'The forecaster is like an entrepreneur,' says Roman Frydman. 'He uses quantitative methods, but he also studies history, and relies on intuition and judgment. He is not a scientist.'
The quote refers specifically to economics forecasters, but it applies just as well to any forecaster of complex systems, such as those who forecast climate changes.
Predictions are not science. No way, no how. And unfortunately, bad predictions (which are more common than good ones) come with little cost. As a result, they're dreadfully oversupplied. This doesn't mean that predictions should be ignored, but nor should they be elevated to anything more than they are: guesses--and often very crude ones at that.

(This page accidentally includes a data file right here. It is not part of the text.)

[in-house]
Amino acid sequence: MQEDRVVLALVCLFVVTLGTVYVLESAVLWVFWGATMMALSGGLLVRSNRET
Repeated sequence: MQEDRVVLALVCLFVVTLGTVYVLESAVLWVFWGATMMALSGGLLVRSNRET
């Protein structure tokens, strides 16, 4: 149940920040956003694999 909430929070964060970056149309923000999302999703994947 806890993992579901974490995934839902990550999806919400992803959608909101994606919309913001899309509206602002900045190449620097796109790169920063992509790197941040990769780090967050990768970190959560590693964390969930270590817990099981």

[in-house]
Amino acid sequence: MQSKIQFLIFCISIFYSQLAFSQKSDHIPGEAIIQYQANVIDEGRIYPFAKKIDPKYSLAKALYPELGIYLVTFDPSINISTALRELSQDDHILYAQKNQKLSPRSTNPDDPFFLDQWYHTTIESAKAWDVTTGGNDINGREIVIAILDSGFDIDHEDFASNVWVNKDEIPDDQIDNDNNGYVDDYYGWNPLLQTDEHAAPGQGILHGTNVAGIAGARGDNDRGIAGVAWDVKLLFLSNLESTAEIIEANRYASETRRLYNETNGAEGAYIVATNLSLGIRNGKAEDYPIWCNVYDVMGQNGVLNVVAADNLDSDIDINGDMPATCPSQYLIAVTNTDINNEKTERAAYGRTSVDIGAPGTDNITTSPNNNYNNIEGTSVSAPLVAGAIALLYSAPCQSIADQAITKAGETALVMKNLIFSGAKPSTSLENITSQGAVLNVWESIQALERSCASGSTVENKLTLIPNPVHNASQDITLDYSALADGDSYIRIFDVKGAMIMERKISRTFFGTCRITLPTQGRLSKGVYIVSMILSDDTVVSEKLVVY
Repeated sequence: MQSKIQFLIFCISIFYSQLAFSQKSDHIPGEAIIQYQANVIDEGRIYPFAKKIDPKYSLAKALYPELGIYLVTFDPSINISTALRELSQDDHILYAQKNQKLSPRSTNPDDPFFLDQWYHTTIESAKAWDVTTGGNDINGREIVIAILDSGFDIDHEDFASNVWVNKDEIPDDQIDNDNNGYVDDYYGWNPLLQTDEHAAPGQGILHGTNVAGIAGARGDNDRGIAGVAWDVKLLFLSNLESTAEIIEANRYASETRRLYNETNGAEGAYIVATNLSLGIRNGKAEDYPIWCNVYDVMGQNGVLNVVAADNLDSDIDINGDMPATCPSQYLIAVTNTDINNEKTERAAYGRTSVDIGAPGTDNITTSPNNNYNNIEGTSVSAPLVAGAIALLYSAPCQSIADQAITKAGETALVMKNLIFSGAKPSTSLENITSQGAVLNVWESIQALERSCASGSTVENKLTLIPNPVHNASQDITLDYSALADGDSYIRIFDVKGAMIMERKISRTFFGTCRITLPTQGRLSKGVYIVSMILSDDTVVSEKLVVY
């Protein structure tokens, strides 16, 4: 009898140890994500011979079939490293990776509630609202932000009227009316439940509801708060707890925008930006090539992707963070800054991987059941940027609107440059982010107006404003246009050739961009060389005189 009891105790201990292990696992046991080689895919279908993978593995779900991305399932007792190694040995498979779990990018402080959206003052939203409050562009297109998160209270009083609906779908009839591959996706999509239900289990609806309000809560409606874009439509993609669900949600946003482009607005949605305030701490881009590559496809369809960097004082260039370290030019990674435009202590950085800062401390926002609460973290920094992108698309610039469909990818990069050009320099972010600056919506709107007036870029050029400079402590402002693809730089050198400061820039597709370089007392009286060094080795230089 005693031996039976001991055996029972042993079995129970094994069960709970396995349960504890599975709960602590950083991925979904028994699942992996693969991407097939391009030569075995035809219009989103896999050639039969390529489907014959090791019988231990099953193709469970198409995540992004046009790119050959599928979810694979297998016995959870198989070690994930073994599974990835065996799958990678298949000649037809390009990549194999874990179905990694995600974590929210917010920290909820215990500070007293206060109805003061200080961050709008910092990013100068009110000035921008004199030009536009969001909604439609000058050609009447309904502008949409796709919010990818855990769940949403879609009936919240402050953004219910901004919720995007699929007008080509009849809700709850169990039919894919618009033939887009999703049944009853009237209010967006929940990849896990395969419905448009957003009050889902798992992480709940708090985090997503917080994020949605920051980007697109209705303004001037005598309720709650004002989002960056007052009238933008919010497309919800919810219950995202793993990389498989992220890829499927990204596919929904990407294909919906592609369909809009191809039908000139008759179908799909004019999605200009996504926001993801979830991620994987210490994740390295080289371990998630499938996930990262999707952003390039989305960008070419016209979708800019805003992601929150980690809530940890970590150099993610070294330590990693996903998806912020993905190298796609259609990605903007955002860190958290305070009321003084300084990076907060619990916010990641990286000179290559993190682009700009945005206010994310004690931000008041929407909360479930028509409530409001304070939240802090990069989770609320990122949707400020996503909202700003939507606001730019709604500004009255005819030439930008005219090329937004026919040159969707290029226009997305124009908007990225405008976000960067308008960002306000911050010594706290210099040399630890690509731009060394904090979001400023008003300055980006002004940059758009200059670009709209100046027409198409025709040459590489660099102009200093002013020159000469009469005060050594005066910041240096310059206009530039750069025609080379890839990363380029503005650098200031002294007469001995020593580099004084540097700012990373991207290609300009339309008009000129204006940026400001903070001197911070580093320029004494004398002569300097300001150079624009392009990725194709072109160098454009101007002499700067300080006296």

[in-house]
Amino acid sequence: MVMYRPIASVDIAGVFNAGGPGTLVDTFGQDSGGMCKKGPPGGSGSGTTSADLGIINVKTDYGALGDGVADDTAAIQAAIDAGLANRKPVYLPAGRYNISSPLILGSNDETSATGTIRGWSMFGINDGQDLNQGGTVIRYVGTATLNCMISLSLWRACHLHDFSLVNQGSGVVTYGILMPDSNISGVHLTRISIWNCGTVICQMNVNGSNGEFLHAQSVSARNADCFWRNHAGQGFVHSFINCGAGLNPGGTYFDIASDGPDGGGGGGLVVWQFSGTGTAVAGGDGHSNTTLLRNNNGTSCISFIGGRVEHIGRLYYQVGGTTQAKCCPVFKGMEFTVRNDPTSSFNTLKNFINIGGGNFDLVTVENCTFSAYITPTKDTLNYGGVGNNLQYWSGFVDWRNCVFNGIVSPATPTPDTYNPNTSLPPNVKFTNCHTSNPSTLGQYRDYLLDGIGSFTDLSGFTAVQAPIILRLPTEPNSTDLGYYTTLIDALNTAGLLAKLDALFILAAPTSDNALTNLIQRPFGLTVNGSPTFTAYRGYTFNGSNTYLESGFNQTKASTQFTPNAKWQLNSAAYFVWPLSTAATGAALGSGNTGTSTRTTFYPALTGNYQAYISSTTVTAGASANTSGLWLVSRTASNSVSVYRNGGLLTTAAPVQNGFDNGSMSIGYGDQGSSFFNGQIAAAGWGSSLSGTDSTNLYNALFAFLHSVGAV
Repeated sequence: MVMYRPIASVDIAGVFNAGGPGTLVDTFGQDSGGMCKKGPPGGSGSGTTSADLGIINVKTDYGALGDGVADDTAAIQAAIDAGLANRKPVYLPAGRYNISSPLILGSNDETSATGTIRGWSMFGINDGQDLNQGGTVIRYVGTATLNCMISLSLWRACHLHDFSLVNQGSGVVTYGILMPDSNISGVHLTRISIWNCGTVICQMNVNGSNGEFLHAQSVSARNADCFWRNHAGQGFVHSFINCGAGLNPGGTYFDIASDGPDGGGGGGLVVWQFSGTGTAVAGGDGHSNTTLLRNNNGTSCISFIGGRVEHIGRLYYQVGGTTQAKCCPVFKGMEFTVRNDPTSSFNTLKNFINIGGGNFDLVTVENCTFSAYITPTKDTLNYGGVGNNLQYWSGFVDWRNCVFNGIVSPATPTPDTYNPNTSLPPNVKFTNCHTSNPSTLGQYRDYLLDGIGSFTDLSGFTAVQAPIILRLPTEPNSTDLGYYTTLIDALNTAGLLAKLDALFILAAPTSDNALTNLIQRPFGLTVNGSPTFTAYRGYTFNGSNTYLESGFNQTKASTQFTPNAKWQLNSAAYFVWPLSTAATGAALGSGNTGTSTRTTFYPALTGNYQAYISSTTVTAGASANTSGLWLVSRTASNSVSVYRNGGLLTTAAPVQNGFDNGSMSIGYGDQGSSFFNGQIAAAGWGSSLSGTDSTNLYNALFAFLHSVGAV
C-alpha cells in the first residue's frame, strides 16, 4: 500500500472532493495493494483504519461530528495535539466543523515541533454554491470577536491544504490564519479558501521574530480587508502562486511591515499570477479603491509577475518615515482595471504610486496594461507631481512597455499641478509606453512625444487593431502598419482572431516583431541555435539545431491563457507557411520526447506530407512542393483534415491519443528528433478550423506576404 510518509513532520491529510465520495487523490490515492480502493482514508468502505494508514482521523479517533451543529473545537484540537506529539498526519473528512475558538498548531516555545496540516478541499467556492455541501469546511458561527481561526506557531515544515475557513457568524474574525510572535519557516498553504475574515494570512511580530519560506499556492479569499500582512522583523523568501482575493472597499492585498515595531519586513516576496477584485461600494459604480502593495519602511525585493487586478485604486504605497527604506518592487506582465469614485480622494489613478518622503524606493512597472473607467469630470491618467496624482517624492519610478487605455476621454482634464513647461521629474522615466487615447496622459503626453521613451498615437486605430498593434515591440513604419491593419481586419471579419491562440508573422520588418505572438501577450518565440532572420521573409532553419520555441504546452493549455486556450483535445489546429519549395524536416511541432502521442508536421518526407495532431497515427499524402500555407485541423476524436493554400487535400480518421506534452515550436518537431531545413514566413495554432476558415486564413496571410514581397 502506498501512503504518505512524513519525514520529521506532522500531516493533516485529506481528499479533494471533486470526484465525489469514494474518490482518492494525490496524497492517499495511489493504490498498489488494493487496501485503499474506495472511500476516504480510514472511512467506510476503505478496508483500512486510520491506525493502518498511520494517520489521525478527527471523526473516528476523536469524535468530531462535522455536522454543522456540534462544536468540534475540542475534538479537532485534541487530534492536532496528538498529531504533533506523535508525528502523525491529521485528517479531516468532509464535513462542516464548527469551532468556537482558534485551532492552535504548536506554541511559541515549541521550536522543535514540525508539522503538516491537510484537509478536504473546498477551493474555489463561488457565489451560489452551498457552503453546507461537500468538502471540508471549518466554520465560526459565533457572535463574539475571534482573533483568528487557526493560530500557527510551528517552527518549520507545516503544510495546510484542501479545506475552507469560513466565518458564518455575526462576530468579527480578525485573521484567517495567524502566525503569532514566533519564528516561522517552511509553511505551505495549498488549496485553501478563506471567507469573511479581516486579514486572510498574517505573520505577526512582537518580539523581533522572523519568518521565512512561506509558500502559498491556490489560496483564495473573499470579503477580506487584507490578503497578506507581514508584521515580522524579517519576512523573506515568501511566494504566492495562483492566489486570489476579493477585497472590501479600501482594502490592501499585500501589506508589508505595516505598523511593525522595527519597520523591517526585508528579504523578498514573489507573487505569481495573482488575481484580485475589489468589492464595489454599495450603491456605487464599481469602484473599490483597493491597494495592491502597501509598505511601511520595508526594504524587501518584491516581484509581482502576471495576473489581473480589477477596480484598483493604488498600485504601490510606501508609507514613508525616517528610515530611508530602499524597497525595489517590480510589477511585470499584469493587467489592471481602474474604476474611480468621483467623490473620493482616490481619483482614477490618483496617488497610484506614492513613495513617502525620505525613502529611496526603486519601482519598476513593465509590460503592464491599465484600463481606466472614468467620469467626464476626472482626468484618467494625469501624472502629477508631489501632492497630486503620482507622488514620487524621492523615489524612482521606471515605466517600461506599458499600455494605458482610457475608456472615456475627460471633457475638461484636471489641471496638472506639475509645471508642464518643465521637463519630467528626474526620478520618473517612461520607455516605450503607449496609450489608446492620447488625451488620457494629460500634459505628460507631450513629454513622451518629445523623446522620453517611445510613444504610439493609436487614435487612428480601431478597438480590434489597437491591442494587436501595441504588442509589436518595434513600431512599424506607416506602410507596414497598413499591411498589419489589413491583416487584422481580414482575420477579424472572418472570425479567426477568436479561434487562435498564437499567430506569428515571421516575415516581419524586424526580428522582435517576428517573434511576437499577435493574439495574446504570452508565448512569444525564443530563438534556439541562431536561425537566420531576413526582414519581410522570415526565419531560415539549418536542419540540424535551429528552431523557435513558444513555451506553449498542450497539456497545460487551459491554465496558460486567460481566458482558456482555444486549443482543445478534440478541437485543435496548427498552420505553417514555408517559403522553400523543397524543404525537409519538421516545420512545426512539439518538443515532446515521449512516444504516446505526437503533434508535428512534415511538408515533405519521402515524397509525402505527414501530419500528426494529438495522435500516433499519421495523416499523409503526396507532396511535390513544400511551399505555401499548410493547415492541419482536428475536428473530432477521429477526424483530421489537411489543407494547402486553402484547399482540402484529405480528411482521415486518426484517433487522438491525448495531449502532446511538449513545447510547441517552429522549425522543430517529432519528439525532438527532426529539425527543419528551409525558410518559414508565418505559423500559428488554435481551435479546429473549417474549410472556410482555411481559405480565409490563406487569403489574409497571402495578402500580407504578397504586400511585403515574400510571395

On a semi-related note, one way to increase the accuracy of a forecast is through the use of prediction markets. More on that later, perhaps.